Self-management can “potentially unburden the healthcare systems”, said BEUC, but is concerned about risks around the quality of information, accountability, privacy and data protection, and equality of access.
An arena that’s seeing rapid change and innovation on such a scale is inevitably crackling with questions, fears, and ethical and political dilemmas. Even if we could, would we want to know what diseases we’ll get later in life? Can we trust ‘the cloud’ to secure our personal health data? Should we trust ourselves to manage our own health? Will we lose more than we gain if we bypass the doctor-patient relationship?
Regulating an industry such as this can be fiendishly complex.
The MDR will replace two directives on active implantable medical devices and medical devices with one Medical Devices (MD) directive, while revising the current regulation on in-vitro diagnostic medical devices, or IVD directive.
It’s been in the pipeline for five years, having been launched in the wake of a scare over rupturing breast implants, known as the PIP scandal.
“We support tougher regulation,” says Bernasconi.
“But we get concerned when a 100 page regulation turns into 1000 pages. The risk is that you block the innovation cycle.”
Devil in the detail
Consumer and campaign groups have argued the current regulation is weak and want med tech products to come under more scrutiny before they are approved for the market - especially ‘high-risk’ devices that are implanted inside the body.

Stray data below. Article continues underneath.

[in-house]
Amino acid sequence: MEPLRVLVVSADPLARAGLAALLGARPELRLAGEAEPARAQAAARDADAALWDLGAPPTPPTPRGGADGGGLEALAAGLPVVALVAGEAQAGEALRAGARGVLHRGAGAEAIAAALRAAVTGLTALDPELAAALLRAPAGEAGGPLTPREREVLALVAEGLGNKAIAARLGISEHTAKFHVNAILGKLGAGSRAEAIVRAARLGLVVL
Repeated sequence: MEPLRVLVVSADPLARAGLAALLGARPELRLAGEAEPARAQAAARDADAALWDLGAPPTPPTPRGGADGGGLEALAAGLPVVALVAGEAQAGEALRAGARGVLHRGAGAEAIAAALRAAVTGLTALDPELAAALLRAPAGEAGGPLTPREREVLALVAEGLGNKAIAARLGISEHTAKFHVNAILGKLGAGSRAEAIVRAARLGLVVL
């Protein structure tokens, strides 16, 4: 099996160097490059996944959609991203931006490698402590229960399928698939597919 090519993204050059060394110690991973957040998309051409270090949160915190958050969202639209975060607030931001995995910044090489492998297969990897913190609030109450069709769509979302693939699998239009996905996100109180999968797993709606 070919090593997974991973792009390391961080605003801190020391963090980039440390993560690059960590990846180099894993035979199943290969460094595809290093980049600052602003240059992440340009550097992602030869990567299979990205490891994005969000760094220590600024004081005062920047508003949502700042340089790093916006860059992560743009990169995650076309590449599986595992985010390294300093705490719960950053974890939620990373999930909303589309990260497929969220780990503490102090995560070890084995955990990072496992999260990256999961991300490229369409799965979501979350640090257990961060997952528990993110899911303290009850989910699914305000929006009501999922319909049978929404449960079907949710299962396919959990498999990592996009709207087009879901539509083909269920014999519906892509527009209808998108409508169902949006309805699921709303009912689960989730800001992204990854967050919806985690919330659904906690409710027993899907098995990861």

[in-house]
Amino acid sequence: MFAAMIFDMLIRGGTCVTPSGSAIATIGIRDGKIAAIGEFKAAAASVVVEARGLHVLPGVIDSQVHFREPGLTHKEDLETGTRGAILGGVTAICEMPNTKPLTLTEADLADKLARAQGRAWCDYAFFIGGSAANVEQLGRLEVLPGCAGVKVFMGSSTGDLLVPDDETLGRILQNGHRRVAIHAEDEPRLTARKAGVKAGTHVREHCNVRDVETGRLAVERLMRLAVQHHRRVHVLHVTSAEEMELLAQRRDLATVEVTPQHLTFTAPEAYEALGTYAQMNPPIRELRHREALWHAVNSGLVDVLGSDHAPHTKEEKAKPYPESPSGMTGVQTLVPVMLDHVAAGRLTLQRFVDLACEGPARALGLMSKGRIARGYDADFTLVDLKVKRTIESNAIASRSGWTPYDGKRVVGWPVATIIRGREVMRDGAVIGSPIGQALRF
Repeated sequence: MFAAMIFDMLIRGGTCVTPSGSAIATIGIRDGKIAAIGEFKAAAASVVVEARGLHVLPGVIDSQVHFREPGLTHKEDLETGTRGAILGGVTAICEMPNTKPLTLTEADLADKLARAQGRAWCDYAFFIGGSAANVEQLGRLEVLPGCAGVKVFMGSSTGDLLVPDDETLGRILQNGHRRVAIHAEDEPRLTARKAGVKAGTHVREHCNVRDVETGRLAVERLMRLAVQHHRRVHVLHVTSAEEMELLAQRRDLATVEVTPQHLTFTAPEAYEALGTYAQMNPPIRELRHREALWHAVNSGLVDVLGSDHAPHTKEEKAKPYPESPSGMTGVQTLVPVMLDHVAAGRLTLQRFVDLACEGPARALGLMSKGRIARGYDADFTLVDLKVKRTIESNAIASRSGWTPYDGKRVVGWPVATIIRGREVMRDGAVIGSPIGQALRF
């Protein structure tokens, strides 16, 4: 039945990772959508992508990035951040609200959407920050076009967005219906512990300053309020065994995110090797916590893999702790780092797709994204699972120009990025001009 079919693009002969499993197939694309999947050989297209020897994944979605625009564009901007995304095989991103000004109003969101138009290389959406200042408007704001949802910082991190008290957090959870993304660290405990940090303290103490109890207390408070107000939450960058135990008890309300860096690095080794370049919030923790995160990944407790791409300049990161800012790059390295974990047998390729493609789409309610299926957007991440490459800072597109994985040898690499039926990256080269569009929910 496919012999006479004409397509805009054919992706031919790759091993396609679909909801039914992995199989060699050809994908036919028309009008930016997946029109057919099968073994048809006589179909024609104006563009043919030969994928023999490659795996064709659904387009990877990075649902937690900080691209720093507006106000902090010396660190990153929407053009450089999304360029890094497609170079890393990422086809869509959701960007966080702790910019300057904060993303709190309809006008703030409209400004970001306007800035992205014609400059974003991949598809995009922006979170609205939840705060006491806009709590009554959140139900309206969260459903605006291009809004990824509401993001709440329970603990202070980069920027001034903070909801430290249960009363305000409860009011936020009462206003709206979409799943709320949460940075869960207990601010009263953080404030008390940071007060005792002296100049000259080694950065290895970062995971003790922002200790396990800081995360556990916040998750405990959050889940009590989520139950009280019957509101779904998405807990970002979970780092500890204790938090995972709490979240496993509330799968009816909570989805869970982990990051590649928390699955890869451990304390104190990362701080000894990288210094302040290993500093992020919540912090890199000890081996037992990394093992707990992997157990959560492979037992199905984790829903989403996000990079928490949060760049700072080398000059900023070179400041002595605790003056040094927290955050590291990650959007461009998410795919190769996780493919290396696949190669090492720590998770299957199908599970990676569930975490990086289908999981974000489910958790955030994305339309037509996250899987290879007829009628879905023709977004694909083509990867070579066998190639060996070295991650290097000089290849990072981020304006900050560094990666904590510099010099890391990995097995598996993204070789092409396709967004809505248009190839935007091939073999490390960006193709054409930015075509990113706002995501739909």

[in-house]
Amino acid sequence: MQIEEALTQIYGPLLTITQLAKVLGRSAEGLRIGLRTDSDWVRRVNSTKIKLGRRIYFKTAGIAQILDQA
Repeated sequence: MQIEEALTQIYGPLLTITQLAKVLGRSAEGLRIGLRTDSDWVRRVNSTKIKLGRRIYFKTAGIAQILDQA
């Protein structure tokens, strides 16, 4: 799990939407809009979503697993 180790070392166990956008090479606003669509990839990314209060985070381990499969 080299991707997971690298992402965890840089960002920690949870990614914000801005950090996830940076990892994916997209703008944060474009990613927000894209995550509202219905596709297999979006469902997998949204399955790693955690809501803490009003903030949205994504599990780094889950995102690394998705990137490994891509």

Campaign group Health Care Without Harm (HCWH) focuses on chemicals contained in devices, such as PVC intravenous tubes, which they say can leech hazardous substances.
“We can do a lot by having higher transparency and responsibility. Companies should be forced to give information, and prove why they are not using alternatives,” says HCWH’s executive director for Europe, Anja Leetz.
The new regulations are set to increase the information provided, but Leetz says the “devil will be in the detail”.
Pauline Constant of consumer organisation BEUC said they were happy with some of the changes, but they didn’t go far enough.
“The manufacturers will need to deliver stronger clinical evidence and more data, but we think it should have gone further to ensure that only the safest devices end up on the market.”
Referring to the system of private firms approving products she said: “There will be more oversight of the status of the companies that give products their CE (conformity) marking.
“But we want independent specialists, not commercial organisations, to assess devices that will end up in consumers’ bodies”.